3.2. Similarities of Synechocystis 6803 Type II TA Systems to Those of Other Cyanobacteria

Based on their association with known mobile elements [56] or their frequently scattered distribution, TA systems are often considered as highly mobile genetic elements and, in many cases exist only in some isolates of a given species or genus [57,58,59]. Comparing the suite of Synechocystis 6803 Type II TA systems to those of Synechocystis 6714 (16S rDNA identity 99.4% [45,60]), we identified homologs for only 28% of toxin and 24% of antitoxin DNA sequences using blastn and a cut-off of 65% sequence identity. However, using blastp at a 30% cut-off of sequence identity, we detected 47% toxin and 37% antitoxin homologs. Furthermore, toxins and antitoxin are often small proteins defined by a single domain and we noticed that in some cases one and the same sequence had the same corresponding blastp hit. It cannot be excluded that these TA loci depict paralog systems, but we narrowed each case down to a single ortholog using reciprocal blastp analysis and synteny analysis of the genetic neighborhoods in strains 6803 and 6714, resulting finally in a number of 40% orthologous toxins and antitoxins, respectively (Supplementary Materials Tables S1 and S2). Kopf et al. [45] observed that approximately 77% of the Synechocystis 6803 protein-coding genes share homologs in Synechocystis 6714. Consequently, both strains share significantly less TA loci compared to the total number of shared protein coding genes, indicating a high mobility of the TA modules. This result is supported further by the observation that at least twelve TA loci insertion/deletion events happened for complete TA systems or components in one of the two strains. Due to their mobility, Type II TA systems are thought to move from one genome to another by horizontal gene transfer, resulting in a great variation of TA loci among bacterial genera and isolates [4]. As seen in the comparison of the closely related Synechocystis strains 6803 and 6714, several TA loci were not found in strain 6714, indicating insertion/deletion events or an alien origin. For instance, the blastp analysis of the slr1062a–slr1062 TA system located within the ~40 kb genomic island resulted in top-matching hits in non-cyanobacterial species and was most closely related to proteins in Thiocapsa marina (67% identity) and Halomonas sp. TG39a (62% identity), respectively. This diversity was observed for the complete island, pointing to an alien origin of the genomic region [45] stabilized by TA systems.
Furthermore, blastp analyses of Synechocystis 6803 TA loci against other cyanobacterial species, sharing the same clade based on 16S rRNA phylogeny [61], and the distantly related Synechocystis sp. PCC 7509 indicated a high variation of orthologous TA systems in these species. Based on the toxin sequence, seven orthologs were found in all closely related strains (Sll0205; Sll0286; Ssr0335; Ssl0350a; Slr1327; Sll0690; and Slr1906), whereas the TA systems sll0406–sll0405 and sll5003–sll5004 were not found in any other strain. However, in contrast to the situation for Slr1062–Slr1062a, the top-matching proteins for Ssl0406 and Sll5003 belonged to the cyanobacteria Synechococcus sp. PCC 7335 and Gloeocapsa sp. PCC 73106, respectively. TA systems occurring in all examined strains could be of special interest since the orthologs were restricted to cyanobacteria and absent from bacteria such as E. coli K-12 or Mycobacterium tuberculosis H37v.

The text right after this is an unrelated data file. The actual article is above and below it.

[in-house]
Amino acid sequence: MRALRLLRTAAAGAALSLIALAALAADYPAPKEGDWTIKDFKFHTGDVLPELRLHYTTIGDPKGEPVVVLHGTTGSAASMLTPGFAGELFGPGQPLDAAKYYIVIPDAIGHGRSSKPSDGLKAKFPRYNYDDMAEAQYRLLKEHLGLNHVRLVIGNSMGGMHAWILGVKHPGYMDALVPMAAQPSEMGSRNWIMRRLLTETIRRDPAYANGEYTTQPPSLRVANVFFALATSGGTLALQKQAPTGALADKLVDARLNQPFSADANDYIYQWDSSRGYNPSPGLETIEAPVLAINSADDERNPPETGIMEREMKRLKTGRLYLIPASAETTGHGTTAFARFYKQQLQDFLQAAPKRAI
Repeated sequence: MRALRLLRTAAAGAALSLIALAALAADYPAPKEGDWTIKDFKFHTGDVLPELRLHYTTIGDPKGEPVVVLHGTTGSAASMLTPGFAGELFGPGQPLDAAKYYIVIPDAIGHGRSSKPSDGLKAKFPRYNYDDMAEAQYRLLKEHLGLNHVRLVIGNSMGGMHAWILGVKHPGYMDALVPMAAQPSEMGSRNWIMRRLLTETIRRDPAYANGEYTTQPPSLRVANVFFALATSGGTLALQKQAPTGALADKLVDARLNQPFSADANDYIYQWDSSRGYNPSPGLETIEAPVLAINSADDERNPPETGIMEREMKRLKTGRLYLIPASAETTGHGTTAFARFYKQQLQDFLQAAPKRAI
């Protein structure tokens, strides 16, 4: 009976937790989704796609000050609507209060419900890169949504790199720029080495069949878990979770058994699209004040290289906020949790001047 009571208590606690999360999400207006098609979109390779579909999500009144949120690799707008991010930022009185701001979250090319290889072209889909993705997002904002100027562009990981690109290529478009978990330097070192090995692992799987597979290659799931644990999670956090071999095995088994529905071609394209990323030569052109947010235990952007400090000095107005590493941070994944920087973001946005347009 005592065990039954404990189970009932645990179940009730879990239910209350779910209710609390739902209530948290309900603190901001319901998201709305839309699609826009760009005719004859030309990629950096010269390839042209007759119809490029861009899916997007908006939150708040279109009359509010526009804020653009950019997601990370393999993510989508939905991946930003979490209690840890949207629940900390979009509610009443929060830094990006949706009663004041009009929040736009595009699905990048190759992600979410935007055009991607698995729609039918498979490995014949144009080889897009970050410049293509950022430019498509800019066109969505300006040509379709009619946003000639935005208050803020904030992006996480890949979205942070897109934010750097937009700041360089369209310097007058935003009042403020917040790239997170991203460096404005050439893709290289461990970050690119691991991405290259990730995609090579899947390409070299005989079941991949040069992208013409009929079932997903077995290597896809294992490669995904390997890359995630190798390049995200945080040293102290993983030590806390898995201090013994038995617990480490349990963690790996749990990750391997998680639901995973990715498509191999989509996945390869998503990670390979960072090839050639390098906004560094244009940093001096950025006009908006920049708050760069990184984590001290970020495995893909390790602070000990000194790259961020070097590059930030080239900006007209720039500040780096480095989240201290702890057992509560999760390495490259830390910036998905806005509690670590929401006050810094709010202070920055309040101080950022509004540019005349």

3.3. Synechocystis 6803 Type II TA Systems with a Putative Function in the Maintenance of Plasmids and Genomic Islands

TA systems are frequently enriched on plasmids, in genomic islands and other mobile genetic elements [39] and this relation can also be seen in Synechocystis 6803. All four large plasmids harbor at least three putative TA systems and in the case of pSYSA even nine TA modules plus three stand-alone components (Figure 1). This extremely high number might in case of pSYSA be linked to its remaining functions: 75% of the pSYSA coding capacity encode three different CRISPR systems [33]. Besides the connection between the TA loci and the defense plasmid pSYSA, we observed the clustering of TA systems among each other, defense genes and mobile elements also on several other occasions. One potential defense island is located on plasmid pSYSG. This island encompasses 26 genes and is composed of three putative TA systems (ssl8008–sll8007; sll8012–sll8011; and ssr8013–slr8014), four genes associated with the type I restriction-modification system (ssl8049; sll8006; sll8009; and ssl8010); six mobile elements (ssl8041; slr8042–slr8046; and sll8017) and five genes related to TA modules (sll8001; sll8002; ssl8003; sll8004; ssl8005), which have not met our strict identification criteria. A possible mobilome island can be found on the chromosome, where three consecutive TA loci (ssl2922–ssl2923; ssl2920–ssl2921; and sll1504–sll1505) are interspersed between a partial transposase (ssr2699) and a mobile retron-type reverse transcriptase gene (sll1503).
Comparative genome analysis of the closely related Synechocystis strains 6803 and 714 revealed the occurrence of a large ~40 kb genomic island [45]. We examined whether the genomic island contained TA modules and noticed that two putative TA loci (slr1062a–slr1062; and ssr1765–ssr1766) were located within this region in Synechocystis 6803. It has to be mentioned that the here identified gene slr1062a has previously been annotated as a novel open reading frame (norf2) of unknown function on basis of transcriptomic evidence [28].
It is furthermore of high potential interest that functional gene cassettes, such as the bacterial multiubiquitin system on plasmid pSYSX or the chromosomally located hydrogenase operon appear to be stabilized by the presence of respective TA loci.